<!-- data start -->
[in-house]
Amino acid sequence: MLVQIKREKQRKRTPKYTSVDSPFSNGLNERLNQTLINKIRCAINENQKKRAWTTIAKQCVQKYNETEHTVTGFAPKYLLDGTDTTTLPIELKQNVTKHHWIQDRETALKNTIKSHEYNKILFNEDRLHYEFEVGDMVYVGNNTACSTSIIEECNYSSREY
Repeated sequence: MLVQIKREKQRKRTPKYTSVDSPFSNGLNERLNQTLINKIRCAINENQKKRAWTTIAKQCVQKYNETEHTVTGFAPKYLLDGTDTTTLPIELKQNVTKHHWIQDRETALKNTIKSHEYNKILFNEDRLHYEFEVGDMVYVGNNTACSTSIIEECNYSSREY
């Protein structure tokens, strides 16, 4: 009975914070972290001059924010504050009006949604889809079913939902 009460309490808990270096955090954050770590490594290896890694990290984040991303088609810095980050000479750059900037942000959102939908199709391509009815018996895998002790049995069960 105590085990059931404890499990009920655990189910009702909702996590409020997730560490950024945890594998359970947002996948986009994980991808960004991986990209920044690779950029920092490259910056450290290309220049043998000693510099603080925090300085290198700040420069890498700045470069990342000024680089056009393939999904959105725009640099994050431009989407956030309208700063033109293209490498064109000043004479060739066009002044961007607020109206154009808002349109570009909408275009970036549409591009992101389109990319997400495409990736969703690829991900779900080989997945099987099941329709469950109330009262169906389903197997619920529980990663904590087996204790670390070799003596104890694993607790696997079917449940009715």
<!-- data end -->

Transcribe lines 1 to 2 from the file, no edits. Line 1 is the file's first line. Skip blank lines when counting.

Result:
[in-house]
Amino acid sequence: MLVQIKREKQRKRTPKYTSVDSPFSNGLNERLNQTLINKIRCAINENQKKRAWTTIAKQCVQKYNETEHTVTGFAPKYLLDGTDTTTLPIELKQNVTKHHWIQDRETALKNTIKSHEYNKILFNEDRLHYEFEVGDMVYVGNNTACSTSIIEECNYSSREY